IRS Warns of Back-to-School Scams

As kids head back to school following their summer break, the IRS has begun issuing warnings to parents to watch out for particular tax scam.
The scam works like this: Telephone scammers will target parents of students heading back to school whereby they will demand payments for non-existent taxes. Many of them refer to this as the “Federal Student Tax.”
The scammers actually impersonate the IRS. They will call students and demand that they wire the money immediately to pay for the fake federal tax. If the victim of the scam fails to comply, the scammers usually become aggressive and threatening, sometimes even telling the victims they’ll be arrested if they don’t pay up.
As schools everywhere begin to re-open, it’s important for all taxpayers to be aware of this awful tax scam.
Here are some tips to help you remain vigilant and protect yourself from becoming a tax scam victim.

Altering Caller ID: These scam artists are crafty and have begun to spoof their phone numbers so that it appears as though the phone calls are coming from within an IRS building, the local police department, or a private debt collection agency working with the IRS.

Imitating Software Providers: In some cases, the scammers will pose as legitimate software providers, which tricks the victim into handing over their hard-earned money.

Fake Payments Using Gift Cards: The scammers will typically demand payment for the fake federal student tax using popular gift cards. iTunes cards tend to be a favorite among these scam artists.

Pretend to be Tax Professionals: These tax scam artists will usually pretend to be a tax preparation expert. They’ll call and attempt to solicit your W-2 information, or they attempt to “verify” your tax information over the phone. The IRS would never do this.

How to Tell the IRS from Various Tax Scams

The IRS typically sends letters when they want payment for back taxes or when you are facing an audit, for example. The IRS will not call to demand payment, and certainly won’t use aggressive and threatening means to collect. The IRS won’t use iTunes gift cards to collect payment, and the agency also won’t threaten you with jail.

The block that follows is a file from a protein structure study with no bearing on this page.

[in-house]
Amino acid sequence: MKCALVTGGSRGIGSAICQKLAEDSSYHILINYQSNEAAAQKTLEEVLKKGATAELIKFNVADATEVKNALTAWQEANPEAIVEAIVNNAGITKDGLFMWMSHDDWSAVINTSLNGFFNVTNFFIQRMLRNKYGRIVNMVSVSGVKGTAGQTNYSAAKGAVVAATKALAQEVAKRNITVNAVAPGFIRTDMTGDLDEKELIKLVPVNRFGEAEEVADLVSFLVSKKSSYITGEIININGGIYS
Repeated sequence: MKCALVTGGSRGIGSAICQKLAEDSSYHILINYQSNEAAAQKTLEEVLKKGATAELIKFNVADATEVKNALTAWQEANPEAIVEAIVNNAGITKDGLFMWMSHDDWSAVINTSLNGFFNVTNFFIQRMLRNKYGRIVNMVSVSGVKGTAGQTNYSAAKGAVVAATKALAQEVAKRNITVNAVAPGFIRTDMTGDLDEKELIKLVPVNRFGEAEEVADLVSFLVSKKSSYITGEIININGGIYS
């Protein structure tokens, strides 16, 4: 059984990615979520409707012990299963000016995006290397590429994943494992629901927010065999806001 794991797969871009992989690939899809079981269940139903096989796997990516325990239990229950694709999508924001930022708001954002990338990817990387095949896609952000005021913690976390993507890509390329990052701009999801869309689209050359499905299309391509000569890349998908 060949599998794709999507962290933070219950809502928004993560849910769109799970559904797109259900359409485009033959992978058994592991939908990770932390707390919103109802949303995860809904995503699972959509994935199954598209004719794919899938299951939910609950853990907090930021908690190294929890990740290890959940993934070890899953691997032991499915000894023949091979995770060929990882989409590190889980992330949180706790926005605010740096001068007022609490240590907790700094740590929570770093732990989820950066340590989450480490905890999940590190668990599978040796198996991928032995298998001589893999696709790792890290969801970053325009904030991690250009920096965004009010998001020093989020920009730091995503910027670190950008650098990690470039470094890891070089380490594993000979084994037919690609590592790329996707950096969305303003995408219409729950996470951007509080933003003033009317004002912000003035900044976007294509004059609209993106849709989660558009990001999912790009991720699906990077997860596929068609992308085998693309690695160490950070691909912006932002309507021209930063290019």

How to React to Scams

If you receive a phone call that claims to be from the IRS or another tax professional and you become suspicious, immediately hang up the phone. If the individual calling you left a message, search the web for the phone number. Many times, other people list these numbers online as coming from common scam artists. These listings can help you stay protected while keeping your personal information safe.

If you suspect that you have fallen for a tax scam or you have been called by a tax scam artist, you can report the incident to the Federal Trade Commission by visiting FTC.gov and using the FTC Complaint Assistant. Make sure you include the note “IRS Telephone Scam” when prompted.

Do You Owe Back Taxes?

If you do owe taxes to the IRS or you face another tax issue with the IRS, SCL Tax Services can help. We are located in the Bronx, New York, but help clients in and near Eastechester, Westchester, Mount Vernon and Yonkers. Call today to schedule a free 15-minute consultation and get the tax resolution services you need to get back in the IRS’s good graces.

You can also keep in mind that if you get a suspicious phone call from someone claiming to be from the IRS and asking for money, here’s what you should do:

  • Do not give out any information. Hang up immediately.
  • Search the web for telephone numbers scammers leave in your voicemail asking you to call back. Some of the phone numbers may be published online and linked to criminal activity.
  • Contact TIGTA to report the call. Use their IRS Impersonation Scam Reporting web page or call 800-366-4484.
  • Report it to the Federal Trade Commission. Use the FTC Complaint Assistant on FTC.gov. Please add “IRS Telephone Scam” in the notes.
  • If you think you might owe taxes, call the IRS directly at 800-829-1040.

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